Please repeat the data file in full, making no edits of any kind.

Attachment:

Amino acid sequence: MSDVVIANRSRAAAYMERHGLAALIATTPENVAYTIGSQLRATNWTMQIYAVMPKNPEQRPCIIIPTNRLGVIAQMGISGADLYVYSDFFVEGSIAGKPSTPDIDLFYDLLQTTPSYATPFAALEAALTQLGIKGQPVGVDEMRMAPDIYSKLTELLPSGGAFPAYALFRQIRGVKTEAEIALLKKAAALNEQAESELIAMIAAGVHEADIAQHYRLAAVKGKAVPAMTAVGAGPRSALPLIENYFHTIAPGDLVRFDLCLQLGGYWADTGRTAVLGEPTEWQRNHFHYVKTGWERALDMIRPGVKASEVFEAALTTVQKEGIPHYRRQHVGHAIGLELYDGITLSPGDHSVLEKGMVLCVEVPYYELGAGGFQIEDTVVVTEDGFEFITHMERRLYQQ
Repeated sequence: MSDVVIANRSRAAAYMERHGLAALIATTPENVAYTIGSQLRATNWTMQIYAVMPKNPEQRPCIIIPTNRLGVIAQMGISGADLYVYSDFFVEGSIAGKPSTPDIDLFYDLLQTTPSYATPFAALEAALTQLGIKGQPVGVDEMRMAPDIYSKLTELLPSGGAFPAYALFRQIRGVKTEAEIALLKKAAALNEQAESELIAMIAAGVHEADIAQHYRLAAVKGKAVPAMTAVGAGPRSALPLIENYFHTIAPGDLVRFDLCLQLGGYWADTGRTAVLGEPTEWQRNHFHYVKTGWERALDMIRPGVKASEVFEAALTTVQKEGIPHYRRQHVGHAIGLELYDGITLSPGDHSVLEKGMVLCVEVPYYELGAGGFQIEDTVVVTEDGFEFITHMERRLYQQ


Amino acid sequence: MSDVVIANRSRAAAYMERHGLAALIATTPENVAYTIGSQLRATNWTMQIYAVMPKNPEQRPCIIIPTNRLGVIAQMGISGADLYVYSDFFVEGSIAGKPSTPDIDLFYDLLQTTPSYATPFAALEAALTQLGIKGQPVGVDEMRMAPDIYSKLTELLPSGGAFPAYALFRQIRGVKTEAEIALLKKAAALNEQAESELIAMIAAGVHEADIAQHYRLAAVKGKAVPAMTAVGAGPRSALPLIENYFHTIAPGDLVRFDLCLQLGGYWADTGRTAVLGEPTEWQRNHFHYVKTGWERALDMIRPGVKASEVFEAALTTVQKEGIPHYRRQHVGHAIGLELYDGITLSPGDHSVLEKGMVLCVEVPYYELGAGGFQIEDTVVVTEDGFEFITHMERRLYQQ
Repeated sequence: MSDVVIANRSRAAAYMERHGLAALIATTPENVAYTIGSQLRATNWTMQIYAVMPKNPEQRPCIIIPTNRLGVIAQMGISGADLYVYSDFFVEGSIAGKPSTPDIDLFYDLLQTTPSYATPFAALEAALTQLGIKGQPVGVDEMRMAPDIYSKLTELLPSGGAFPAYALFRQIRGVKTEAEIALLKKAAALNEQAESELIAMIAAGVHEADIAQHYRLAAVKGKAVPAMTAVGAGPRSALPLIENYFHTIAPGDLVRFDLCLQLGGYWADTGRTAVLGEPTEWQRNHFHYVKTGWERALDMIRPGVKASEVFEAALTTVQKEGIPHYRRQHVGHAIGLELYDGITLSPGDHSVLEKGMVLCVEVPYYELGAGGFQIEDTVVVTEDGFEFITHMERRLYQQ